Eighth Amendment Differentness

By Berry, William W.,, III | Missouri Law Review, Fall 2013 | Go to article overview

Eighth Amendment Differentness


Berry, William W.,, III, Missouri Law Review


I. INTRODUCTION

Be an opener of doors.

--Ralph Waldo Emerson (1)

In March 2013, I had the privilege of participating in a symposium at the University of Missouri School of Law that addressed the question of whether the United States Supreme Court's recent decision in Miller v. Alabama was a "bombshell" or a "baby step." (2) As discussed below, Miller held that the Eighth Amendment barred the use of mandatory juvenile life-without-parole (LWOP) sentences. (3)

As the fifth case in a decade to expand the scope of the Eighth Amendment (4) and the second to broaden its application to juvenile LWOP, (5) Miller certainly may be no more than another incremental step within a broader line of cases. (6) On the other hand, Miller suggests a number of possible avenues for broadening the Eighth Amendment. And the need to expand the Eighth Amendment has not diminished with the Court's work over the past decade. (7) In an age of penal populism, the United States remains an outlier, arguably in the history of the world, in its use of mass incarceration of criminal offenders. (8)

Contrary to Professor Frank Bowman's claim, the Court's recent Eighth Amendment cases are not a judicial revolution seeking to curb the power of legislatures. (9) Rather, the Supreme Court's expansion of the Eighth Amendment, as Judge Nancy Gertner suggests, simply restores an absent Court to its proper role of policing legislative overreaching. (10) Prior to its 2002 decision in Atkins v. Virginia, the Supreme Court largely abdicated its role of protecting the rights of individuals against the majoritarian legislative enactments that have resulted in the United States' position as an outlier in the world in its use of severe punishments. (11) The failure to abolish capital punishment, (12) the proliferation of mandatory minimum sentences, (13) the expansive use of LWOP sentences, (14) and the mass incarceration of criminal offenders (15) render the United States unique among Western nations in its harsh approach to criminal sentencing. (16)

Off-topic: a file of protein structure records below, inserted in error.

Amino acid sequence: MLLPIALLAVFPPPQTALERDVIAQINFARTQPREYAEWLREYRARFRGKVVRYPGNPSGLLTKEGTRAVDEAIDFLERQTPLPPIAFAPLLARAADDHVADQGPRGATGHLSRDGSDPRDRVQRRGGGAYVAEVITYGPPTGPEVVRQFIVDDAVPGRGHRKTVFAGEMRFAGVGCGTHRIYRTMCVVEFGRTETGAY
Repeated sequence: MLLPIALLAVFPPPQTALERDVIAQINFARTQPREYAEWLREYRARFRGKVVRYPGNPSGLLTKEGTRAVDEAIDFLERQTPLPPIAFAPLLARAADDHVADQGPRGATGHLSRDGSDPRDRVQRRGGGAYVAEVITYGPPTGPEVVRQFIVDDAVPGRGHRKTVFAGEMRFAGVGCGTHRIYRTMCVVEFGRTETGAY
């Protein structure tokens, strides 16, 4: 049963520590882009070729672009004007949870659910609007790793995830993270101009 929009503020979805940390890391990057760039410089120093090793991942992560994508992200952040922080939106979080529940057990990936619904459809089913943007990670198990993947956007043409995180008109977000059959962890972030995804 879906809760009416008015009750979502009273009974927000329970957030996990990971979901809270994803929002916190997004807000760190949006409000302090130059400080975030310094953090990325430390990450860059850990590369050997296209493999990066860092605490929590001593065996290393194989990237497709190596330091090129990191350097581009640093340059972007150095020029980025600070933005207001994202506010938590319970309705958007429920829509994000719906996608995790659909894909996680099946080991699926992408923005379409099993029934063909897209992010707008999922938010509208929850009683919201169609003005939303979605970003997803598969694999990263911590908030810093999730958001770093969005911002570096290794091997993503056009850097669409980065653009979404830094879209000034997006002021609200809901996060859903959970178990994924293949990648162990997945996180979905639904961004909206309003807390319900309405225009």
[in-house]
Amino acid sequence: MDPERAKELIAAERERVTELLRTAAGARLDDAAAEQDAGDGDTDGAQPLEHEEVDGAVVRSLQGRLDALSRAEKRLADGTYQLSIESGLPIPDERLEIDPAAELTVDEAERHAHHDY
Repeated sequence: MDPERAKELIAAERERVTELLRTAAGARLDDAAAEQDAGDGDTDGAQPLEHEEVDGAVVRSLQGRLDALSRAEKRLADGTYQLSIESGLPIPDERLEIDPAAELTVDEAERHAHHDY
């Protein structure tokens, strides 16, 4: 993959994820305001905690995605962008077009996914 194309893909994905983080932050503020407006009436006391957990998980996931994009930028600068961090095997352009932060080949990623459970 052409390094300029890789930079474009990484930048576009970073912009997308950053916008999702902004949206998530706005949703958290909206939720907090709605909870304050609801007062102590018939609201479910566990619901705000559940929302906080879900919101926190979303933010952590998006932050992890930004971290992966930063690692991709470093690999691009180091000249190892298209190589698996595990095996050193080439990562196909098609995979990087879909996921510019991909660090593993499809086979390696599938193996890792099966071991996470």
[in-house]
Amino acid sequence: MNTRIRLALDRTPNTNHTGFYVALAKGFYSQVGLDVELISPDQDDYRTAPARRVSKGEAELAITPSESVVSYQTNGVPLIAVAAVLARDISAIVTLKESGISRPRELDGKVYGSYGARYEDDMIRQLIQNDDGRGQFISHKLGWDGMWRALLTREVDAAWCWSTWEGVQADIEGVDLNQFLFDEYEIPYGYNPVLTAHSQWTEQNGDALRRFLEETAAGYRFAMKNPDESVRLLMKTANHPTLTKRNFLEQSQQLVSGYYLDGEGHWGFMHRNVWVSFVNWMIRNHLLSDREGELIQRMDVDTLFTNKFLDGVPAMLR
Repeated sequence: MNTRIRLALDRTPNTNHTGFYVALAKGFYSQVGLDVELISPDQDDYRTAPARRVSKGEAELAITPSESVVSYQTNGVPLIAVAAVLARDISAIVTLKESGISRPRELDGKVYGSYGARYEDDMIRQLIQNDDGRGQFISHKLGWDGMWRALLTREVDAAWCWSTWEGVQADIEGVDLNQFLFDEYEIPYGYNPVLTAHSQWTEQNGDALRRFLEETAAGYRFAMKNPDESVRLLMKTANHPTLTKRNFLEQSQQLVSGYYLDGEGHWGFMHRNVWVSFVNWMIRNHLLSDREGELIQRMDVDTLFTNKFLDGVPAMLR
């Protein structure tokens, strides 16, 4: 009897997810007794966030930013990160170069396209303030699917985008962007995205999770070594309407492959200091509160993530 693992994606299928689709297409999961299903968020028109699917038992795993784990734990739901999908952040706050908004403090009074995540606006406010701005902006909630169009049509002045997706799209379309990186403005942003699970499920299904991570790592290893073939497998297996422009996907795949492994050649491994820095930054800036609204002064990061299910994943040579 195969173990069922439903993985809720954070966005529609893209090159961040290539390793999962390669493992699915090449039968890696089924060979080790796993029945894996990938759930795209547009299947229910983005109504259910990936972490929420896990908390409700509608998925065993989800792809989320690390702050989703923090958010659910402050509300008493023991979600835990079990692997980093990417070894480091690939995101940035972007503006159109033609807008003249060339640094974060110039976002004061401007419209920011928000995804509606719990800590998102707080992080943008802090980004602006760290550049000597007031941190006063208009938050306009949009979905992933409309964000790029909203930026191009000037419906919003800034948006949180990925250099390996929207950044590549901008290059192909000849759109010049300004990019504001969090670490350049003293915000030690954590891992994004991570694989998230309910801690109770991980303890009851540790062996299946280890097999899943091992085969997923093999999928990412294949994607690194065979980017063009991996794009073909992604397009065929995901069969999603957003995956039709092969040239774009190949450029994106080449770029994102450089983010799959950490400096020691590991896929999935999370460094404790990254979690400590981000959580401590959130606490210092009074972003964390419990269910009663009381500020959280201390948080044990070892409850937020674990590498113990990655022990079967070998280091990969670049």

Given this reality, this Article does not seek to offer a prediction as to what Miller will mean, as others in the symposium have done quite well. (17) Instead, the Article explores what Miller can mean. In doing so, the Article highlights different avenues for extending Miller such that it can become a bombshell over time, albeit by offering potential baby steps to theorists and litigators alike. (18)

This contribution, then, illuminates the potential doctrinal and theoretical consequences of the Miller decision within the broader context of the Supreme Court's Eighth Amendment jurisprudence. Without arguing for one normative outcome over the other and recognizing that the Court's work in this area has been largely incremental, this Article offers an intellectual road map that develops many of the arguments for broadening the Eighth Amendment made more plausible after the Miller decision.

At the heart of this exploration is the concept that "juveniles are different." (19) Specifically, this Article argues that there are two distinct meanings of this conceptualization: (1) that juveniles are unique as offenders, and (2) that juvenile LWOP is a unique punishment. While certainly not mutually exclusive, each interpretation offers its own set of consequences and paths to pursue in challenging criminal sentences under the Eighth Amendment.

Part II of the Article provides the context for the Miller case, outlining the theoretical underpinnings of the Court's Eighth Amendment jurisprudence. Part III describes the Court's "different" jurisprudence, linking the concept of "juveniles are different" to the Court's longstanding view that "death is different." (20) In Part IV, the Article demonstrates how the two possible interpretations of the Court's statement in Miller that "juveniles are different" --as a character-based form of differentness and, in the case of juvenile LWOP, as a punishment-based form of differentness--create distinct theoretical bases for broadening the scope of the Eighth Amendment. …

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